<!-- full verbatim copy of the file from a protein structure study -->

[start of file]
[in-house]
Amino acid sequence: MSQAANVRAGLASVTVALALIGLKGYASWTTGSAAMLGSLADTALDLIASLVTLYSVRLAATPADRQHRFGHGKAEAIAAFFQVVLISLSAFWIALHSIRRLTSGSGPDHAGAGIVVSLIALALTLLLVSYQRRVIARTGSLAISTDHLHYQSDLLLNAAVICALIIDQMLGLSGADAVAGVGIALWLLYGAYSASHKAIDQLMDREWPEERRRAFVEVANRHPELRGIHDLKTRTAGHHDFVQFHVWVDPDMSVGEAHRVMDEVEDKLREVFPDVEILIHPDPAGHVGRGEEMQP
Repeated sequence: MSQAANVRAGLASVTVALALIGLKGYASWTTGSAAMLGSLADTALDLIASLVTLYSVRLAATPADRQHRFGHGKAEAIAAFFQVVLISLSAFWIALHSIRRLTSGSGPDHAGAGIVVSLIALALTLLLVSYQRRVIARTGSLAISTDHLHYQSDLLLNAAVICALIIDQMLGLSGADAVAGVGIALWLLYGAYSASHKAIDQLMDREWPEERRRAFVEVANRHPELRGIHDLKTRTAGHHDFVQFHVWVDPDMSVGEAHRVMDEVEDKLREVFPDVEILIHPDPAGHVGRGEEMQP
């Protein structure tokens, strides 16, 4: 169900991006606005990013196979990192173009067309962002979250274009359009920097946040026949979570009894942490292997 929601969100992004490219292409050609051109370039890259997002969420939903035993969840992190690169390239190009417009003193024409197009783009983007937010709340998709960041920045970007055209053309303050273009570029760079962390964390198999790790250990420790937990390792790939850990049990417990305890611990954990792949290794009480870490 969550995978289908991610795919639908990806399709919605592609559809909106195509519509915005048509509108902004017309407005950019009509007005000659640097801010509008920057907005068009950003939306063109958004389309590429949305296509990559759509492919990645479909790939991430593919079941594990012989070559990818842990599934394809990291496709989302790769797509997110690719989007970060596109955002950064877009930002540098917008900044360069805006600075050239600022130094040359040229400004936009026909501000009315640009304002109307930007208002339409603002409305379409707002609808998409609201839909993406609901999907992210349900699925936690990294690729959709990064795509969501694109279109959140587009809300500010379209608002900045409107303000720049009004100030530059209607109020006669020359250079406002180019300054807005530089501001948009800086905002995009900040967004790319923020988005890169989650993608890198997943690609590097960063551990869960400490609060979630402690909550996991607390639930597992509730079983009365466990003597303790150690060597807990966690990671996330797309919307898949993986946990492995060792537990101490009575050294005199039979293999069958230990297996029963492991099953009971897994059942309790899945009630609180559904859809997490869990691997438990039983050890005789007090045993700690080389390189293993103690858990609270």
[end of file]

[in-house]
Amino acid sequence: MSQAANVRAGLASVTVALALIGLKGYASWTTGSAAMLGSLADTALDLIASLVTLYSVRLAATPADRQHRFGHGKAEAIAAFFQVVLISLSAFWIALHSIRRLTSGSGPDHAGAGIVVSLIALALTLLLVSYQRRVIARTGSLAISTDHLHYQSDLLLNAAVICALIIDQMLGLSGADAVAGVGIALWLLYGAYSASHKAIDQLMDREWPEERRRAFVEVANRHPELRGIHDLKTRTAGHHDFVQFHVWVDPDMSVGEAHRVMDEVEDKLREVFPDVEILIHPDPAGHVGRGEEMQP
Repeated sequence: MSQAANVRAGLASVTVALALIGLKGYASWTTGSAAMLGSLADTALDLIASLVTLYSVRLAATPADRQHRFGHGKAEAIAAFFQVVLISLSAFWIALHSIRRLTSGSGPDHAGAGIVVSLIALALTLLLVSYQRRVIARTGSLAISTDHLHYQSDLLLNAAVICALIIDQMLGLSGADAVAGVGIALWLLYGAYSASHKAIDQLMDREWPEERRRAFVEVANRHPELRGIHDLKTRTAGHHDFVQFHVWVDPDMSVGEAHRVMDEVEDKLREVFPDVEILIHPDPAGHVGRGEEMQP
């Protein structure tokens, strides 16, 4: 169900991006606005990013196979990192173009067309962002979250274009359009920097946040026949979570009894942490292997 929601969100992004490219292409050609051109370039890259997002969420939903035993969840992190690169390239190009417009003193024409197009783009983007937010709340998709960041920045970007055209053309303050273009570029760079962390964390198999790790250990420790937990390792790939850990049990417990305890611990954990792949290794009480870490 969550995978289908991610795919639908990806399709919605592609559809909106195509519509915005048509509108902004017309407005950019009509007005000659640097801010509008920057907005068009950003939306063109958004389309590429949305296509990559759509492919990645479909790939991430593919079941594990012989070559990818842990599934394809990291496709989302790769797509997110690719989007970060596109955002950064877009930002540098917008900044360069805006600075050239600022130094040359040229400004936009026909501000009315640009304002109307930007208002339409603002409305379409707002609808998409609201839909993406609901999907992210349900699925936690990294690729959709990064795509969501694109279109959140587009809300500010379209608002900045409107303000720049009004100030530059209607109020006669020359250079406002180019300054807005530089501001948009800086905002995009900040967004790319923020988005890169989650993608890198997943690609590097960063551990869960400490609060979630402690909550996991607390639930597992509730079983009365466990003597303790150690060597807990966690990671996330797309919307898949993986946990492995060792537990101490009575050294005199039979293999069958230990297996029963492991099953009971897994059942309790899945009630609180559904859809997490869990691997438990039983050890005789007090045993700690080389390189293993103690858990609270």